Nationwide$1,487$124
Progressive$1,773$148
State Farm$1,665$139
USAA$1,203$100

 

 

2013_Toyota_Tacoma.png

Toyota Tacoma

 

The Toyota Tacoma has a midrange list price among top pickup models, and the same can be said about the cost to insure this vehicle. The Tacoma costs a little over $50 more per year to insure than the cheapest pickup, the Chevy Colorado. Look to mitigate some of these costs by choosing GEICO or Nationwide if you're not eligible for USAA.

Annual Toyota Tacoma insurance premiums

CompanyAnnual premiumMonthly premium
Allstate$1,811$151
GEICO$1,280$107
Farmers$1,626$136
Liberty Mutual$1,708$142
Nationwide$1,147$96
Progressive$1,444$120
State Farm$1,353$113
USAA$1,032$86

 

 

2018_Toyota_Tundra.png

Toyota Tundra

 

The last pickup truck we assessed, the Toyota Tundra, has both the highest list value and insurance expense. Purchasing a Tundra will set you back $33,425 — 75% more than the cheapest new truck model, the Nissan Frontier. The Tundra's cost to insure is high as well, at over $1,500 per year.

Annual average Toyota Tundra insurance rates

CompanyAnnual premiumMonthly premium
Allstate$2,291$191
GEICO$1,708$142
Farmers$1,897$158
Liberty Mutual$1,787$149
Nationwide$1,500$125
Progressive$1,724$144
State Farm$1,590$133
USAA$1,152$96

 

 

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Do you need additional insurance coverage for a pickup?

 

Auto insurance is designed to cover as many vehicle types as possible. However, some attributes of pickup trucks — and their common uses —  may call for additional insurance. Additional insurance is most often necessary if you use your truck to tow trailers or other vehicles.

 

Does auto insurance cover towing a trailer?

It depends. Let’s say you’re helping a friend move with a U-Haul rental or a similar trailer. Most insurance policies' liability coverage extends to cover bodily injury and property damage caused to someone else by your trailer. Physical coverage of the trailer, on the other hand, depends on the details of your policy. If you carry comprehensive and collision insurance, your trailer may be protected. But there's a chance your insurance only extends to cover a certain amount — for example, a limit of $500. So, if your trailer is more valuable than that, you might want to look into supplemental physical coverage for your trailer.

It's unlikely your auto insurance would extend to cover individual items you are towing, whether in the trailer or on their own. For instance, a boat or the belongings inside a U-Haul may not be covered by car insurance. While the trailer and hitch might be covered, the actual boat and belongings would not be.

 

Customized parts and equipment

If your truck has any particularly costly customizations, they could exceed the limitations of a basic auto insurance policy. In this case, look into coverage for customized parts and equipment to make sure your truck is fully protected. Common examples of these custom additions include:

  • Stereos, Wi-Fi equipment
  • Custom paint, murals, or decals
  • Suspension enhancers
  • Height-extending roofs

 

 


 

 

How else can you save?

 

No matter which company you select, you’re probably paying more for car insurance for your pickup truck than you’d prefer. Let’s break down some money-saving solutions.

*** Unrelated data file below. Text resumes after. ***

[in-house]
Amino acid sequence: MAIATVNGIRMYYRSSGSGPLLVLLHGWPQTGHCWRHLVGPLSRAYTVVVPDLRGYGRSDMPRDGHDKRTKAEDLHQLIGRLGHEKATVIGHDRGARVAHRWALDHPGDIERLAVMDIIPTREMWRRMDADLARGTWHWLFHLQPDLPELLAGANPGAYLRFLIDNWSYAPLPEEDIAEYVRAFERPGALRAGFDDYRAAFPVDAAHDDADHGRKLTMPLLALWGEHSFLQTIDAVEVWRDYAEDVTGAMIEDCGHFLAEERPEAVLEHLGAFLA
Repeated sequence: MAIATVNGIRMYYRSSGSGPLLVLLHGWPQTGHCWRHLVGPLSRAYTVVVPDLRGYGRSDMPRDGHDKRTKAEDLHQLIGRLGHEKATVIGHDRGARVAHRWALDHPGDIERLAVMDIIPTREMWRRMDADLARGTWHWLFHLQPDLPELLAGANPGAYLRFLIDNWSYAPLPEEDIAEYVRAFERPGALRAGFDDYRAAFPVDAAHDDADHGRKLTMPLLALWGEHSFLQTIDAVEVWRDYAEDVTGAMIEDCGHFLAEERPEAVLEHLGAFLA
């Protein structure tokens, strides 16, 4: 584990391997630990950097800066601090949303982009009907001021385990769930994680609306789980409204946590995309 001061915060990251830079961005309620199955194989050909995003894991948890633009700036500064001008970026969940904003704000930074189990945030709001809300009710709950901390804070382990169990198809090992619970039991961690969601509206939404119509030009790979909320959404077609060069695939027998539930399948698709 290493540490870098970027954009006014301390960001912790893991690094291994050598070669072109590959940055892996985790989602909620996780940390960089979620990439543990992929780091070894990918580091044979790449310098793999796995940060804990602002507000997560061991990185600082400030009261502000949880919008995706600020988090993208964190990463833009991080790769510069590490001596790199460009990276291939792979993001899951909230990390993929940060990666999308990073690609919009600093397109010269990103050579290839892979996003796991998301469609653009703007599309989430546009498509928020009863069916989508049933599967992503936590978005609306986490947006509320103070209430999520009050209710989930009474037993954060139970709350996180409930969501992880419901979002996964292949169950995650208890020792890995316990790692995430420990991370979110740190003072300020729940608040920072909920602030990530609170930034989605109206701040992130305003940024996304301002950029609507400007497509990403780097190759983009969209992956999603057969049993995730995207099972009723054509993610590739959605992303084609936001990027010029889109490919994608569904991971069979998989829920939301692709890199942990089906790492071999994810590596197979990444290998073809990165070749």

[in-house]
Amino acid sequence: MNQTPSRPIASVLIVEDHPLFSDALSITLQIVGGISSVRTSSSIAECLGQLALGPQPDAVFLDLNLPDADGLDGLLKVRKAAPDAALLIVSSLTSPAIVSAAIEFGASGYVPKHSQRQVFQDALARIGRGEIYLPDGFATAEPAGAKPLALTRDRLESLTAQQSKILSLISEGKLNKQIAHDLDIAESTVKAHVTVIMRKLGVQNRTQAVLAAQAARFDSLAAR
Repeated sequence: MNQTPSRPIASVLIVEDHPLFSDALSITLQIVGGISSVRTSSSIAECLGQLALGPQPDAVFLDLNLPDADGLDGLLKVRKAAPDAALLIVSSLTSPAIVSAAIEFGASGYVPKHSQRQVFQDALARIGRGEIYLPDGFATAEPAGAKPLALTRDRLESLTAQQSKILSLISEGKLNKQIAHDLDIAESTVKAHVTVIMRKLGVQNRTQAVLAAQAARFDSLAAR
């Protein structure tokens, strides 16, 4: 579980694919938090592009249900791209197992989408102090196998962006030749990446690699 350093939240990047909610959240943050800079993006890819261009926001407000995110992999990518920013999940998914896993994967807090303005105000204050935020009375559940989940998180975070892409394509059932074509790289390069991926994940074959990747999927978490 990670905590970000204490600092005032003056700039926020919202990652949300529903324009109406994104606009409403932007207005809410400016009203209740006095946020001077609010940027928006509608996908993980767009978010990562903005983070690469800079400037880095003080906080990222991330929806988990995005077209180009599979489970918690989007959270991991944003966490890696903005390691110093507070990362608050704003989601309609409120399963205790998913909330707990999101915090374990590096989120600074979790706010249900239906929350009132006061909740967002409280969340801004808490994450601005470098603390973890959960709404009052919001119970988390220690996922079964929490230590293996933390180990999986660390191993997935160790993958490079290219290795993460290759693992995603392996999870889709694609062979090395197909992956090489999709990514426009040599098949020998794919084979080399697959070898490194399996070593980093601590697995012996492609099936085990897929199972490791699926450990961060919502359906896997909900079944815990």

Be smart with your claims

While the point of car insurance is to protect your investment, there are only a handful of situations in which you should file a claim. You should file a claim if the incident necessitates a comprehensive claim (something that occurred while not driving your vehicle), if you were hit by an uninsured motorist and have uninsured motorist coverage, or if the value of the damage greatly exceeds the premium increase that would be triggered by the claim. While the first two examples are pretty straightforward, the last one introduces some complexity. Here’s our guide to determining whether you should file a claim:

  • Get an estimate for the repairs at a local repair shop
  • Use our State of Insurance analysis to see how much an at-fault accident would raise your rates, given your location. You should consider the potential cost over a three-year period, as that’s how long most companies will elevate your rates after a claim.
  • Compare the rate increase plus your deductible to the out-of-pocket cost. Whichever option is cheaper, do that.

If you’ve damaged someone else’s vehicle, you have less flexibility in terms of whether or not to involve insurance companies. If the other driver does not want to be paid out of pocket for the damage, which is common, you don’t have a choice.

While there is a considerable difference from state to state regarding rate increases for at-fault claims, below is the average across the US. An at-fault accident may raise your rates by more than $1,800 over a three-year period.

 

Average Rate Increase After an At-Fault Claim

Increase at 6 monthsIncrease at 12 monthsIncrease at 3 Years
+$308.50+$617+$1,851

 

Double-check for discounts

Although most pickup truck discounts are quite small, they can add up. When looking for ways to save, consider the following discounts:

 

Shop around

It’s important to see understand how driver-specific car insurance is. The data we presented is reflective of one single user profile, which may or may not apply to you or anyone else in your driving profile. You should think of our data as a jumping-off point before using our comparison tool to receive quotes from top insurers based on your make, model, and personal profile. Just enter your zipcode below to start.

 

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Additional information

 

Didn't find the information you need? Reference our additional car insurance resources for more ways to save.

 

 


 

Method to our madness: how we do it

 

The Zebra conducted comprehensive auto insurance pricing analysis using its proprietary quote engine, comprising data from insurance rating platforms and public rate filings. The Zebra examined nearly 53 million rates to explore trends for specific auto insurance rating factors across all United States zip codes, averaged by state, including Washington, DC.

The analysis used a consistent base profile for the insured driver: a 30-year-old single male driving a 2013 Honda Accord EX with a good driving history and coverage limits of $50,000 bodily injury liability per person/$100,000 bodily injury liability per accident/$50,000 property damage liability per accident with a $500 deductible for comprehensive and collision. For coverage level data, optional coverage (that must be rejected in writing) is included where applicable, including uninsured motorist coverage and personal injury protection.

Some rate data may vary slightly throughout the report based on rounding.